In The Righteous Mind, Jonathan Haidt introduces this concept in a chapter called “The Hive Switch.” He starts with an example of exactly the kind of military drill (e.g. marching) that Dead Poet Society maligns, citing Wiliam McNeill (a World War II veteran) describing drill this way:
Words are inadequate to describe the emotion aroused by the prolonged movement in unison that drilling involved. A sense of pervasive well-being is what I recall; more specifically, a strange sense of personal enlargement; a sort of swelling out, becoming bigger than life, thanks to participation in collective ritual.4
After his service, McNeill studied this kind of conformity (which he called “muscular bonding”) and found that it “enabled people to forget themselves, trust each other, function as a unit.”5 What works like Dead Poet Society miss6 is that conformity is a path to collective consciousness. In the same chapter that begins with marches and drills, Jonathan Haidt goes on to discuss ecstatic mass dancing, awe in the presence of nature, hallucinogens, and raves. One of the roles of conformity, in other words, is to enable humans to access a “hive switch” that flips our identity from individualist to collective. The term “collective” often has negative connotations (like conformity itself), until one realizes that it also implies (as McNeill points out) selflessness and trust.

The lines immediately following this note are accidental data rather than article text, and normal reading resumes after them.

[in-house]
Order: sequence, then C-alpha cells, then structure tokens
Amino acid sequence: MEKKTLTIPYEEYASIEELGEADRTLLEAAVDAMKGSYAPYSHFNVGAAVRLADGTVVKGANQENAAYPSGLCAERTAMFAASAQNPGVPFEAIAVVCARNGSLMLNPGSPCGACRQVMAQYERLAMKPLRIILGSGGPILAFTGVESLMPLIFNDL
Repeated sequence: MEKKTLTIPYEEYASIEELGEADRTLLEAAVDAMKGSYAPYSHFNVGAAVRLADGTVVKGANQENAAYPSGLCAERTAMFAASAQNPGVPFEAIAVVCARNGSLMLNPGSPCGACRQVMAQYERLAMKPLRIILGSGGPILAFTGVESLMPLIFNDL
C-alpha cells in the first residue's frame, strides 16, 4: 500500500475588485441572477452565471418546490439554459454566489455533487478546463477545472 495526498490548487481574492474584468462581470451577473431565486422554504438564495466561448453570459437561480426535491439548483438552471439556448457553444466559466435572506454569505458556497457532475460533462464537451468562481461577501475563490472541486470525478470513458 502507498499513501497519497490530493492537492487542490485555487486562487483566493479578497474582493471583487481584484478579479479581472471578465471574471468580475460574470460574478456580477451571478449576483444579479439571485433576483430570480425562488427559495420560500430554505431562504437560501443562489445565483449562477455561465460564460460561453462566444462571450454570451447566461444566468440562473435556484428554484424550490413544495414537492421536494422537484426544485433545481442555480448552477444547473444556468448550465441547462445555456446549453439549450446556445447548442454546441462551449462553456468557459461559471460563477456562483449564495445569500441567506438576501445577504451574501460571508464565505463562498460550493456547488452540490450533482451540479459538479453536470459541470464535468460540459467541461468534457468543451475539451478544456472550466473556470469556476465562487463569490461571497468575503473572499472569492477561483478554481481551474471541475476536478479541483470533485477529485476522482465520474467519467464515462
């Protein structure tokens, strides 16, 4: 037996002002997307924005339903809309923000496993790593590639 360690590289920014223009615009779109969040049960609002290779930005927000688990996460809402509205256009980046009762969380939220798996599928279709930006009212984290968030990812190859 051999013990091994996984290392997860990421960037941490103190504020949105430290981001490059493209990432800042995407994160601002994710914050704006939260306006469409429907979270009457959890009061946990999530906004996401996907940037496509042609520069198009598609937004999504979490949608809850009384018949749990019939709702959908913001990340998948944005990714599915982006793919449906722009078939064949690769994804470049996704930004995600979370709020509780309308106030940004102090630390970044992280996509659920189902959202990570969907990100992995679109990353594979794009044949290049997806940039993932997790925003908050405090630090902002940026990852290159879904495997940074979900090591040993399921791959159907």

Writing in The Origins of Virtue, Matt Ridley emphasizes a similar point. One of the grand puzzles of human nature is that–alone of all animals in existence–we have the capability to come together in large groups to work for collective goals without close genetic ties.7 In his book, he surveys a lot of literature on evolutionary psychology and game theory trying to explain why it is that human beings, in practice, are able to escape the prisoner’s dilemma. The prisoner’s dilemma is the most famous game theory scenario, and it proves that–if humans were strictly self-interested and rational–we would effectively never cooperate in large groups. And yet, we do cooperate in large groups. Is there any theoretically explanation for this? Yes, it turns out, there is. The only kind of society in which cooperative strategies can survive without being overwhelmed by cheating free-loaders is a conformist society.